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The Do’s and Don’ts of Far-Infrared Sauna Use for Ideal Experiences

The Do’s and Don’ts of Far-Infrared Sauna Use for Ideal Experiences

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If you have decided to buy an infrared sauna, you must be familiar with its superiority over the traditional sauna. Far infrared saunas (or FIR for short) operate by using infrared light to emit a dry heat instead of steam. How exactly does this impact what you can and cannot do in your new sauna? Does it change anything related to how to use them? Read on to find out!

Do: Bring a Book or Magazine

Many people complain that the steam in a traditional sauna ruins the glue binding their books, causing them to fall apart. Thankfully, this is not the case with the infrared sauna, as it is a dry heat. Moreover, infrared units are equipped with cabin lighting, making reading convenient and enjoyable.

Know Your Way Around a Far-Infrared Sauna to Further Maximize its Use

Don’t: Play with Electronics

Although there is far less moisture inside a far infrared sauna, the thing to worry about here is the heat. Most electronics don’t do well with prolonged heat exposure, so if you care for your phone, it’s best to leave it outside the sauna. As a reference, iOSdevices should only be used in ambient temperatures of 32°F to 95°F. Far-infrared saunas operate between 110°F and 140°F, so carry at your own risk. Besides, if you are looking for entertainment, there are several models that come equipped with a premium sound system to serve your entertainment needs.

Do: Drink Water Before and After Sauna Sessions

Sauna bathing causes you to sweat quite a bit. Drink plenty of water before a session to help you sweat out the toxins, and drink after to replenish the water that you have lost through sweating. Drinking alcohol in the sauna is not advisable, as you increase your risk of dehydration.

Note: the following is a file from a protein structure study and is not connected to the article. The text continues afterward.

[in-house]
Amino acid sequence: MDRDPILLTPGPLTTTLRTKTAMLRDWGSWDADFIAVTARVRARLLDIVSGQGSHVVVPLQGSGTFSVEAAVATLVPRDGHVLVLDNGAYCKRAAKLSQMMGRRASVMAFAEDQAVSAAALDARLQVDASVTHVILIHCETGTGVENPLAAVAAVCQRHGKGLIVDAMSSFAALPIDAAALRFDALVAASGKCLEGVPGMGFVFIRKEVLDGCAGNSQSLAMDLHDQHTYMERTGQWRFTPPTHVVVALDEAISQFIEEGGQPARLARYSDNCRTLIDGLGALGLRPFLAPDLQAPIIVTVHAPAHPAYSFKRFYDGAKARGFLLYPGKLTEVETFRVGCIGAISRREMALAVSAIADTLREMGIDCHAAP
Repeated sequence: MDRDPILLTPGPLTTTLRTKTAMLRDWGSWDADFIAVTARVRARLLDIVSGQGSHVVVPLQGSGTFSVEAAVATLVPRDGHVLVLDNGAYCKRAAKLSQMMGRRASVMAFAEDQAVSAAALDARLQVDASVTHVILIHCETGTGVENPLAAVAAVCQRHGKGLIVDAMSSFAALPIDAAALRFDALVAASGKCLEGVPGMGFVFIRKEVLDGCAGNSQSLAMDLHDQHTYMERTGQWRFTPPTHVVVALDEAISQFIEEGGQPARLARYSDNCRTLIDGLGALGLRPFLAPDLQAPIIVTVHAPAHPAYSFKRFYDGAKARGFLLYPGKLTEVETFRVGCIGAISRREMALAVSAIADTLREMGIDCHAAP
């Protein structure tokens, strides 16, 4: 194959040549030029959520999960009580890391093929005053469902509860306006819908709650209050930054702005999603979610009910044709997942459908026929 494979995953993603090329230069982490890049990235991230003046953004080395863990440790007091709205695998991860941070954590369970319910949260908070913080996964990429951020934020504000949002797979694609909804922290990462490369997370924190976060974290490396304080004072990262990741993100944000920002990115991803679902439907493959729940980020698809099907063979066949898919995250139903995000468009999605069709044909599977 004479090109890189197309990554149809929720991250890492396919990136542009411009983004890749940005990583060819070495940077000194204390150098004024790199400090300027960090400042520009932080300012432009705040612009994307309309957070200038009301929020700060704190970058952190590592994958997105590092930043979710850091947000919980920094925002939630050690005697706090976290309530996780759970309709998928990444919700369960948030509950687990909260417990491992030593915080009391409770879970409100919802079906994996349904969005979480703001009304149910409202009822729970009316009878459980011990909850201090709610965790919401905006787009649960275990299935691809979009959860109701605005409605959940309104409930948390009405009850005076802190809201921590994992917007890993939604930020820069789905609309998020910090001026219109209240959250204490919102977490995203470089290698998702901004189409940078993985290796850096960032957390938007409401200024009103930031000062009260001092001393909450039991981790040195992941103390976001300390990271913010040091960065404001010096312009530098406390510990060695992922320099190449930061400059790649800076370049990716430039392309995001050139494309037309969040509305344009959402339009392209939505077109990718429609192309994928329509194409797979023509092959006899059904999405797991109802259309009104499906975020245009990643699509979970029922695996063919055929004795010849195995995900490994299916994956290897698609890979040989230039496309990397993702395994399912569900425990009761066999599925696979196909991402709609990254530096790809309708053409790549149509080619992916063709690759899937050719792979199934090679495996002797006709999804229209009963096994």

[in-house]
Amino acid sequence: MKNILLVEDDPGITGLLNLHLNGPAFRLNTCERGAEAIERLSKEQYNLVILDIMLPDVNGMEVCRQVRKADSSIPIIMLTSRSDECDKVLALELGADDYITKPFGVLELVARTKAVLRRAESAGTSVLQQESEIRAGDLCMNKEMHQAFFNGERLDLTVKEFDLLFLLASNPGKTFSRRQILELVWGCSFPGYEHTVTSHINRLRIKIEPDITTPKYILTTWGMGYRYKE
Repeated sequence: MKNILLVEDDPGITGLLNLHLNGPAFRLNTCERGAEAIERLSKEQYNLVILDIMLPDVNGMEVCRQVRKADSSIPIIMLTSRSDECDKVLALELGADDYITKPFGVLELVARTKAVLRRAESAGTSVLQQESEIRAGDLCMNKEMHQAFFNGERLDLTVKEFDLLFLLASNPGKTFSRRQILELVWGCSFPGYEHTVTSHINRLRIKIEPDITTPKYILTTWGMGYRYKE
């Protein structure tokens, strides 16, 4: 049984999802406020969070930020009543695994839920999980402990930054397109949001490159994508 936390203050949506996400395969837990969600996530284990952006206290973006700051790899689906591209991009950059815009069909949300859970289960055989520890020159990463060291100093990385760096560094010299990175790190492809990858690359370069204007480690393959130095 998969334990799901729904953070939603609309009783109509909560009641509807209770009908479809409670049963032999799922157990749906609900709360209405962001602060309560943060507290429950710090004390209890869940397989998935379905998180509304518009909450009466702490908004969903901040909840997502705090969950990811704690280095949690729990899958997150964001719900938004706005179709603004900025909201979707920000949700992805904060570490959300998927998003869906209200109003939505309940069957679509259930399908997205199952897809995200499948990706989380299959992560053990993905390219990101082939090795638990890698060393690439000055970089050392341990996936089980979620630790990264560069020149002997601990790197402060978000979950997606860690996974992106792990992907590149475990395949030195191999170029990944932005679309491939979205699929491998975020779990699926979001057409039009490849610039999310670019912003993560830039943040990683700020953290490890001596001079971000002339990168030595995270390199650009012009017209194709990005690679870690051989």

Don’t: Use Scrub or Lotion Inside the Sauna

Using scrubs in a sauna, even gentle ones, is an unhygienic practice. There will be particle residue left everywhere that cannot be properly cleaned. It’s better to scrub in the shower afterward. Skin lotions during sauna sessions can inhibit sweating and clog up pores as well. Not to mention, it will also run everywhere when you sweat. Wait until you’re cooled down to slather on your favorite lotion.

Do: Take a Shower After, but Not Right Away

It’s good to take a cold shower after a sauna session. It helps to refresh your body and prepare you to take on the day. However, the stark difference in temperature is not good for you. Wait until you’re naturally cooled down a little bit before stepping into the shower. Expose parts of your body bit by bit to the cool water. For example, start from your legs and slowly work your way up. You shouldn’t feel overwhelmed by the temperature change.

Having a sauna session is a fun and healthy thing to do, and these do’s and don’ts will help you enhance the experience. Start your far-infrared sauna journey today!


Keeping an iPhone, iPad, and iTouch within Acceptable Operating Temperatures, Support.apple.com

16 Things Not to Do in a Sauna, Cape-town-active.com

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